As I grow older I find myself slowly filling my skin with tattoos telling a story of my life. My parents have a different view on the portraits and designs I have permanently drawn on me than I do. They think they are ugly and have no purpose being on my body and are repulsed every time that they see them. My parents grew up in a Jewish household and have been taught that one who gets tattoos is committing a crime against their body by defacing it for eternity. However, in the generation that I have grown up in, tattoos have become a way to express yourself. I look at my tattoos as artwork and my body is essentially a living, breathing, walking canvas. The ink that I have tells a story of struggle, strengths, and weaknesses. My parents look at it as an irresponsible decision that I will regret down the road. Growing up in different generations, my parents have a completely different view on my tattoos than I do.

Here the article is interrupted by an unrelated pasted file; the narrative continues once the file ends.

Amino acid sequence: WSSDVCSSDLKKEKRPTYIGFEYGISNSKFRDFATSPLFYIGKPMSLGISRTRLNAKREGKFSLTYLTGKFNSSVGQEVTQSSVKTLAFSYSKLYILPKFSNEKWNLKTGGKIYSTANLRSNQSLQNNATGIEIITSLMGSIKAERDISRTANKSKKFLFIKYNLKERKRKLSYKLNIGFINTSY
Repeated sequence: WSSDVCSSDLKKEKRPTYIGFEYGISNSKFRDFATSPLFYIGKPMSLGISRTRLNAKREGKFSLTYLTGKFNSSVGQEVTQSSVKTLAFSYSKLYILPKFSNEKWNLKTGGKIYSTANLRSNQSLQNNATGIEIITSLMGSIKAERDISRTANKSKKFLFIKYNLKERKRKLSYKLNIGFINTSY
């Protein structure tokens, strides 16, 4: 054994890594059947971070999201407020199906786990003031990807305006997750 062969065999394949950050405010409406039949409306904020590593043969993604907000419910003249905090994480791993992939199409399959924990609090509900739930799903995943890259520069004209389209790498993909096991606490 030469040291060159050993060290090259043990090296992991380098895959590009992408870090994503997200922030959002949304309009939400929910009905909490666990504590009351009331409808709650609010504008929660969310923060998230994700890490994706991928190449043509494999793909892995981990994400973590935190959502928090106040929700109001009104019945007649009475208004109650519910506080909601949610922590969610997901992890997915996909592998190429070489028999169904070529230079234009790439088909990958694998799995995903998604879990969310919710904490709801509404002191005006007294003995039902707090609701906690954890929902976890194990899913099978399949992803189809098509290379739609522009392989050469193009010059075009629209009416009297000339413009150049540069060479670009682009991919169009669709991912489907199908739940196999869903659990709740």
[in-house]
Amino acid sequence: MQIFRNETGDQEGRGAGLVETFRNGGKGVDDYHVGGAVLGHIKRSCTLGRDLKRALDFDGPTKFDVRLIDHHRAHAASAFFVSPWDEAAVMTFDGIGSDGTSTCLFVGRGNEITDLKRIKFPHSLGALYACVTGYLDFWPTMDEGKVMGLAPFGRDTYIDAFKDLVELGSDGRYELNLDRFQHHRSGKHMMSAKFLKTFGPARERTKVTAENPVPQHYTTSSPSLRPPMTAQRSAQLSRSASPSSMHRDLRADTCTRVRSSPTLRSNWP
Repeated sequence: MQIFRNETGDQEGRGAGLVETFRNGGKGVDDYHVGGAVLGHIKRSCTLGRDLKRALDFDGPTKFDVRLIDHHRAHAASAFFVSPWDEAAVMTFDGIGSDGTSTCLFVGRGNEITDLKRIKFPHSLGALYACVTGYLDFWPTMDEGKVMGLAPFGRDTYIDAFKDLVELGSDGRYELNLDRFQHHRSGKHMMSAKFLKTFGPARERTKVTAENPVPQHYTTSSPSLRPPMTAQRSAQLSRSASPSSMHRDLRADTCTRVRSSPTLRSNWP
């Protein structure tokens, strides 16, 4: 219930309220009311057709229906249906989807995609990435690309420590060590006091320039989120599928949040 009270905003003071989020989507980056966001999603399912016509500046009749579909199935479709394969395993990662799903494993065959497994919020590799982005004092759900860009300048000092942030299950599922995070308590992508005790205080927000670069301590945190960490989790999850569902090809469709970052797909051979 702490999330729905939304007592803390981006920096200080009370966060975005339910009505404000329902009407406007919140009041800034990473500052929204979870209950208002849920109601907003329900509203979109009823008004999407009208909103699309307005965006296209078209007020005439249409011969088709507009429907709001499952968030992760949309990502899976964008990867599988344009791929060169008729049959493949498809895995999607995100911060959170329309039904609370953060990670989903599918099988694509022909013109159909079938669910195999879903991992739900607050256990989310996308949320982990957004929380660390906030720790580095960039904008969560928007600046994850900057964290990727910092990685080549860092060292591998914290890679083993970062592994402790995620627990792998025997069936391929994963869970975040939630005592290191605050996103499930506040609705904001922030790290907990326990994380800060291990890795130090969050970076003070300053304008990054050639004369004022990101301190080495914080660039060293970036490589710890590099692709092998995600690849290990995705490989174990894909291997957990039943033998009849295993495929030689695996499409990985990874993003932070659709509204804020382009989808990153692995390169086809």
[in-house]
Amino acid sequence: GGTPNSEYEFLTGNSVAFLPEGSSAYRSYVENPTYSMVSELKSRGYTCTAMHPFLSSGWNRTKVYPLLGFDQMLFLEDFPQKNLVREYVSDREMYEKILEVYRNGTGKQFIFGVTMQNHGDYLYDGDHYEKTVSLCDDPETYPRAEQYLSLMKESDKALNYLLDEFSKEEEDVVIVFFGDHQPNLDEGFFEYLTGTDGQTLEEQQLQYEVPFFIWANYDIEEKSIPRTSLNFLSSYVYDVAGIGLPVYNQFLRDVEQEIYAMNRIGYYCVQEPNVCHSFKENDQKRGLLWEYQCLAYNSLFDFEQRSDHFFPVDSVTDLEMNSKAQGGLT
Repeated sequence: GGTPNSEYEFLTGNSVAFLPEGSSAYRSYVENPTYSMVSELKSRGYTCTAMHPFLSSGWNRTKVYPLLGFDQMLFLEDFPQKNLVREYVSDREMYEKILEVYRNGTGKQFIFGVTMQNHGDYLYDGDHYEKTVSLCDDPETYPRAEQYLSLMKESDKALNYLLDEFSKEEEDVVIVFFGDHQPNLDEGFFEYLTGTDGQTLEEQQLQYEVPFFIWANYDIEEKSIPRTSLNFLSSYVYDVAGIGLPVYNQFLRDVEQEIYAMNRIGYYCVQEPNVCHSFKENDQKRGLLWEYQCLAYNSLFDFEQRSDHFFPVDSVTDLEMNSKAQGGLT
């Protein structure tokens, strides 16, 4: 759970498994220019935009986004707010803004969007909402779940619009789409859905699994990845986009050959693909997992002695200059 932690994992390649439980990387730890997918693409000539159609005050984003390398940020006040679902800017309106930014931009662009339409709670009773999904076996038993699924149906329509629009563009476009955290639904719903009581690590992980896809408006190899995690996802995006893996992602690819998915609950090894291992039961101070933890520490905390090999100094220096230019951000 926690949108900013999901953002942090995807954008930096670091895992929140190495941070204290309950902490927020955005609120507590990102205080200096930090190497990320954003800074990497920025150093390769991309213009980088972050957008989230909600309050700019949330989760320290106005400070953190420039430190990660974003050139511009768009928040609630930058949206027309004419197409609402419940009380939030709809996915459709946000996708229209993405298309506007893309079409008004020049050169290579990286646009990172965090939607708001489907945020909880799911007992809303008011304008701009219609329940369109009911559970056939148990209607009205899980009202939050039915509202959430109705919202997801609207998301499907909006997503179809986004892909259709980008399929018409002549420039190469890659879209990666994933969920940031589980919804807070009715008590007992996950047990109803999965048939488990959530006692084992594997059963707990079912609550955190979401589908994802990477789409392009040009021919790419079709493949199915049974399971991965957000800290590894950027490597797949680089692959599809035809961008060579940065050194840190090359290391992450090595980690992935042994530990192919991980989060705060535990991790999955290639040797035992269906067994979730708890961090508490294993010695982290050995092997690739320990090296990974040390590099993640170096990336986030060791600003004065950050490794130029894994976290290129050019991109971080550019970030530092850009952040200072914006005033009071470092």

I currently have four pieces that mesh into two larger pieces. On my left arm there is a demon surrounded by cherry blossoms, and there is also a geisha holding a fan covering half of her face. The cherry blossoms indicate a new beginning surrounding my inner demon and the geisha represents inner beauty and outer beauty. On my right arm there is a samurai mask depicting my strong side and also an octopus expressing my ability to adapt to tough situations that approach me. This is my way of expressing the struggles and conflict in my life, while also expressing strengths and joys. My parents believe that if I wanted to express those emotions that I should write a book or speak about it. They grew up in a generation where tattoos were not popular and the only people that got them were sailors and people in the military. But the tattoos have meaning to me, deep meaning. I will remember what they represent for the rest of my life and they will never lose their meaning to me.
People are likely to see more tattoos on the generation that I am...
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